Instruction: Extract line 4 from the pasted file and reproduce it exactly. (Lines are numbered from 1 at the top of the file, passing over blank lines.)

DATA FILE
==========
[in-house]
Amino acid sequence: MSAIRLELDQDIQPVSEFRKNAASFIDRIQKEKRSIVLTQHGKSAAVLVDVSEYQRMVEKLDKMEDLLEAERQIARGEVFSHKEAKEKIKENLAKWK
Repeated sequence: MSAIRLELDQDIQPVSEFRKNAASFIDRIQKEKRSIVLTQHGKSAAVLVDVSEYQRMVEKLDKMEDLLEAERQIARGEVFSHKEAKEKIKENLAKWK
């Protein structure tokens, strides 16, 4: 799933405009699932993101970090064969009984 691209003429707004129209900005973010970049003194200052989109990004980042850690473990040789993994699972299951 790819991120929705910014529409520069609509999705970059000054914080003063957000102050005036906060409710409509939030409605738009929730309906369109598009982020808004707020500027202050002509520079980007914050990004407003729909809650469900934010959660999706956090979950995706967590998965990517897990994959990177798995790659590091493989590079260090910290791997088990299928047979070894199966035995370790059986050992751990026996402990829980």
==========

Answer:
């Protein structure tokens, strides 16, 4: 799933405009699932993101970090064969009984 691209003429707004129209900005973010970049003194200052989109990004980042850690473990040789993994699972299951 790819991120929705910014529409520069609509999705970059000054914080003063957000102050005036906060409710409509939030409605738009929730309906369109598009982020808004707020500027202050002509520079980007914050990004407003729909809650469900934010959660999706956090979950995706967590998965990517897990994959990177798995790659590091493989590079260090910290791997088990299928047979070894199966035995370790059986050992751990026996402990829980």